Wake. Run. Dip. The morning of Monhegan was not the best for our crew. It was one of those "brains not fully operational" times. It began with Rip Hudner ending up on a rock because the tide went out farther than we had adjusted for on the anchor lines. Totally avoidable. Then we didn't put out enough scope to hold two boats on one anchor and our anchor began to drag, almost running Rip Hudner along some large rocks. And finally, when Rip Hudner cast off and set sails they didn't fall behind Ritt and almost sailed back into her.
Our route had us circumnavigating the island so we could get a better view of the cliffs. While sailing we got a glimpse of a finback whale. The day before we had a minke get within a few hundred yards of the boat. And during the whole training we saw lots of seals popping their heads out to say hello.
Our next destination was Burnt Island. This was another short sailing day, but it was an anticipated destination. Today we were going to have an overnight solo. We were out at our solo sights by around 5pm. I quickly put up my tarp, did the little bit of homework they gave us, and went to bed. I believe I got about 12 hours of sleep that night. I went to bed before it was dark and was back up after sunrise.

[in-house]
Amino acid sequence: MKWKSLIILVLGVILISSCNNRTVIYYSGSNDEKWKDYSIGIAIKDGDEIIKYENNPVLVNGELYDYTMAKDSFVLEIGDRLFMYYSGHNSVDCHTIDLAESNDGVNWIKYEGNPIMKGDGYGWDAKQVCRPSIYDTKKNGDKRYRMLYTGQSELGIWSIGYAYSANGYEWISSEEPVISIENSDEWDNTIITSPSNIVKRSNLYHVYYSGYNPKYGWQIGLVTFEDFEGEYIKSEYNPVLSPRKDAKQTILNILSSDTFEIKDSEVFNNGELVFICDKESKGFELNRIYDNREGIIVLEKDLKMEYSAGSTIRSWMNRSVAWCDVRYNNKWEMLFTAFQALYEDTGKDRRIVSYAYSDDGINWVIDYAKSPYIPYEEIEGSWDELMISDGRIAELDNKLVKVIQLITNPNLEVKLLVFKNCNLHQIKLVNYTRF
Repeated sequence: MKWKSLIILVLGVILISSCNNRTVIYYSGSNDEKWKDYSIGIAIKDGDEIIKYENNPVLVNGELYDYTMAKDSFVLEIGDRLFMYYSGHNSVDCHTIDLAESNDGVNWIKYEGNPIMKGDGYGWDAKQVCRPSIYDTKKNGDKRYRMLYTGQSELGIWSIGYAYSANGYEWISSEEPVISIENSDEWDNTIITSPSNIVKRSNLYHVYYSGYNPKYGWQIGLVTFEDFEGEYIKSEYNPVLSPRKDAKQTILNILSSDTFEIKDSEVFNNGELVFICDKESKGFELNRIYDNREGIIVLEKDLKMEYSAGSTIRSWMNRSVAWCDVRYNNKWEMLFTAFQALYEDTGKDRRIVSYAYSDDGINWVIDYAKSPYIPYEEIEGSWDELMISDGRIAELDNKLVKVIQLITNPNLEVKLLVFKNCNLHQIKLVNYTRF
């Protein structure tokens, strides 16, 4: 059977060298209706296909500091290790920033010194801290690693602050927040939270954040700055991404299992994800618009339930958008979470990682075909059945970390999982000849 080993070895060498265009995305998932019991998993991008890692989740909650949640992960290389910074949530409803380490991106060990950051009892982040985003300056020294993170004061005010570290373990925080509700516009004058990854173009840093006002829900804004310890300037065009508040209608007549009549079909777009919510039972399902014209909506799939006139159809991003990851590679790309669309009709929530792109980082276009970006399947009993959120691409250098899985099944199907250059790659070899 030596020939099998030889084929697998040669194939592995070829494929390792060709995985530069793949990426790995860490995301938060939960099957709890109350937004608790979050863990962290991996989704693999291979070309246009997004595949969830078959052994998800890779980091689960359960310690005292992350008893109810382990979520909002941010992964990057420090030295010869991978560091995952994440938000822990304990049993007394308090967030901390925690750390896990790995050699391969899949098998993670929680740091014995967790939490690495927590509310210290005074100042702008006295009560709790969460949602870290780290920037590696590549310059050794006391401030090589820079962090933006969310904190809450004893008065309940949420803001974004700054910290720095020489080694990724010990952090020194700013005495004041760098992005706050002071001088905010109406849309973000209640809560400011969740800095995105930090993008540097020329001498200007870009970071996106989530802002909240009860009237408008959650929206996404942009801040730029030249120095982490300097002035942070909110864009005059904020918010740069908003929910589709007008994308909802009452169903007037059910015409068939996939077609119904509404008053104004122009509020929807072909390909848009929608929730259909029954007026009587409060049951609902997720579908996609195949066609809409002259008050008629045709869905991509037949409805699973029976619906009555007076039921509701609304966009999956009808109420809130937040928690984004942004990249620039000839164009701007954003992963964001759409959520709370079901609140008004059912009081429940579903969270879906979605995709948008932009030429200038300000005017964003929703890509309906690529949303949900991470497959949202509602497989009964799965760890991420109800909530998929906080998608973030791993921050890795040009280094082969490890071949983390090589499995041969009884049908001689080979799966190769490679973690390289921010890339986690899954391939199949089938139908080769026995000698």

Once we were all back together in the morning we dipped down by the pier. A lobster fishing family was at the pier that day getting ready for a bbq. They found great amusement in watching us all run into the cold water. Oddly enough none of them took us up on the offer to join in on our fun. After dip we made breakfast and debriefed our solo experiences. Then we were put on a scavenger hunt of the island. Burnt Island is the current solo and rock climbing site for OB. The scavenger hunt took us all around the island and ended with us being placed on Final Expedition.
Since we had to be back at Wheeler Bay by 6am, we woke up in Tennet's Harbor around 4:30 and began our three mile journey to base. We were greeted with chocolate chip pancakes and eggs. After removing some of our gear we were given our last water challenge. The tri-fecta of capsizes; it was time to tip over a Sharpie! Redwing was gracious enough to let us tip her over. Since capsizing a Sharpie requires jumping on the masts to get them to turtle, we just laid her on her side and righted her again. With 11 people on a boat meant for 8, it was fairly easy to tip. Staying trimmed while bailing was a bit harder to do.
After finishing our last water challenge we divided and conquered cleaning the boats and gear. Training officially ended by lunch time and we all went back to the staff house for much needed showers.